sam's picture
sam

Those look extremely scrumptious!     Very nice.    :-)

 

lumos's picture
lumos

Thanks, gvz! :)

holds99's picture
holds99

Your loaves look great and the ingredients sound like something I would like to try.  In the past I have incorporated honey and walnuts into the dough mixture but not cranberries and cocoa.   I'll put this one on my "to bake soon" list.  Incidentally, very nice scoring job. 

A couple of questons.  (1) What type basket did you use for final proof on the oval loaf.  I'm guessing unlined willow brotform.  (2) Your formula is for 2 loaves and you show three loaves.  In the photo the oval loaf looks larger than the two boules.  Did you double your formula and make the oval loaf from half the doubled dough formula and each of the boules from a quarter of the doubled formula?

However you did it you did a very nice job.

Howard

lumos's picture
lumos

 I'll put this one on my "to bake soon" list

I'm honoured, sir! :) Yes, please try soon. Probably you'll find cocoa flavour is not so predominant as you might expect, but it really adds interesting depth to the flavour.  A bit like Russion black bread, but more delicate.

And one thing I should stress is, as I said above, cocoa powder really tightens the dough, so you'd need more water than usual formula.  So please regard the amount of water in the formula just as a guidance and adjust how much you need as you go.

 

To answer to your questions....

1) I used an oval 500g cane banetton for WW bread (in the top 2 pics and also in the front of 3-loaves pic) just like this. Unlined, as you guessed. The cocoa one was proofed in another oval 500g cane banetton but in a slightly different shape, just like this (this is the pic ofr 250g banetton, but mine looks very similar). It does look like a boule, as you said, but actually it's from an oval banetton, but the shape of this particular banetton and the way I slashed the top made it looked like a boule.

2) If you could please read the post again, you'll see they are all different kinds; WW sourdough (the formula in my first blog entry with the reason why I had to make this new one) in front, cocoa flavoured one (top right) and another sourdough (top left) of which I'll post the formula sometime later.  As for the cocoa one, I only made one at that time with half the formula above.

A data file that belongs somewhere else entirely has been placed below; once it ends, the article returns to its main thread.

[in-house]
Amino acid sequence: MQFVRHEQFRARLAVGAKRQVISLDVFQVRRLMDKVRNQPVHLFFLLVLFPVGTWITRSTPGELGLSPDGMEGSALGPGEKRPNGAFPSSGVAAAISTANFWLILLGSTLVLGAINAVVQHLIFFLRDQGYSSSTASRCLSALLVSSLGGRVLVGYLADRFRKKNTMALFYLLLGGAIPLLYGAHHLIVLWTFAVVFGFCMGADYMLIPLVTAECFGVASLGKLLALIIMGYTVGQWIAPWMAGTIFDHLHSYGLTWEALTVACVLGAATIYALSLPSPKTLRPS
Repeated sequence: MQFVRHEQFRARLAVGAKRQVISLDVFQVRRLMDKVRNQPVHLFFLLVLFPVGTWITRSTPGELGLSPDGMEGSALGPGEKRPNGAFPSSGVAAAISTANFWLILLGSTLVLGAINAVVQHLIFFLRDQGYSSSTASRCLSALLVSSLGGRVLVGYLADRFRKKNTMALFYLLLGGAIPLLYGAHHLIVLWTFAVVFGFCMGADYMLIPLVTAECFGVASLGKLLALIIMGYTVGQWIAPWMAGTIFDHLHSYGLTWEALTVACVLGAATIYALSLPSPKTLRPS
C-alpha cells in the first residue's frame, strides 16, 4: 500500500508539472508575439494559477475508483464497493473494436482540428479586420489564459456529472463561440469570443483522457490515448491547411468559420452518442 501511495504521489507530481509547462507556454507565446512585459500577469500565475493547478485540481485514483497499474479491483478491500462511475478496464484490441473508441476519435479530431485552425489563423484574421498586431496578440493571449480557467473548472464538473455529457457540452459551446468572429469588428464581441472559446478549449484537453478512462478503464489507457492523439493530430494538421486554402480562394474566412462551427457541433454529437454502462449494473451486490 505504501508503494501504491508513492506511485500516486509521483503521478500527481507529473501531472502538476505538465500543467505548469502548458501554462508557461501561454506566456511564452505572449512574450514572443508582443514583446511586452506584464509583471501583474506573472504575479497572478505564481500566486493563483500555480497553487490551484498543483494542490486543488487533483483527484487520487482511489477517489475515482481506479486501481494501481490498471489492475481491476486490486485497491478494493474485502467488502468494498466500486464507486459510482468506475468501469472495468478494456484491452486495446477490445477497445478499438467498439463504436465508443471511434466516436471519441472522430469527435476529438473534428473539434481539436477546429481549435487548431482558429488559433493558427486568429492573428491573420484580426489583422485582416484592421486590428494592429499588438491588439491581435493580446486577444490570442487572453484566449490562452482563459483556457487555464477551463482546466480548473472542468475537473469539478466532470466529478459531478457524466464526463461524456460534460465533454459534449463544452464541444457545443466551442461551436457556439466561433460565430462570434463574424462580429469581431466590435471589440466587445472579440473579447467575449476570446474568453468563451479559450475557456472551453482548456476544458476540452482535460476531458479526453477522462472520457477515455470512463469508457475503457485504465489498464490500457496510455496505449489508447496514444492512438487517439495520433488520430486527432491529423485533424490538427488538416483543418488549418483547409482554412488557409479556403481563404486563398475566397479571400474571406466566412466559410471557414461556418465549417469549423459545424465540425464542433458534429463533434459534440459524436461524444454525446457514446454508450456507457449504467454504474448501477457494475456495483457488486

holds99's picture
holds99

Thanks for taking the time to  explain the process and answer my questions.  I'll definitely give your formula a try---soon.  I'm sure my wife will also really like this bread.

Best to you in your baking endeavors,

Howard

lumos's picture
lumos

Hope your wife'll like it, too. When I baked a couple of days ago for ourselves, I made two loaves of it, as the formula above, and gave one away to our neighbour with the husband who's a choc-o-holic AND diabetic and the wife who's not very keen on sweet things (and is on a constant watch so that her husband won't sneak and eat chocolate).  Just a half an hour ago, they came to tell me  how much they both enjoyed it, a good fix for his chocolate-withdrawal without too much sugar. They asked if I could bake another one for them soon, so hopefull they weren't just trying to be polite. ;)

breadsong's picture
breadsong

Hello lumos,
Your breads are gorgeous and thanks for posting - especially like your chocolate cranberry bread and the flavoring variations you describe (white chocolate! almonds! mmmm!)
The scoring and shaping of these loaves is so very attractive!
:^) from breadsong

lumos's picture
lumos

Thank you, breadsong.  Your kind words (and plugging me on your blog) means a lot, especially now I'm feeling really depressed,  just having managed to bake the ugliest baguettes since the history of mankind began! (Tried a new formula, which obviously didn't work. I know it's me, not the formula...)  I hope the baguette baking class I'm going to attend at Lighthouse Bakery next month will be as good as the famouse SFBI Baguette class you attended.

wassisname's picture
wassisname

Really beautiful loaves!  Cranberry and walnuts, one of my favorite combinations.  I usually put just the walnuts in the bread and then top with cranberry sauce later, but this looks like something I need to try.  Great bake!

Marcus

lumos's picture
lumos

Thanks, Marcus. :)  Yes, please do try. non-sweet cocoa flavour works really well with sweet, sour cranberry. Walnut is there just to add an extra dimention with a bit of crunch and nutty aroma. Actually I often make this only with cranberry, too, which is also quite nice.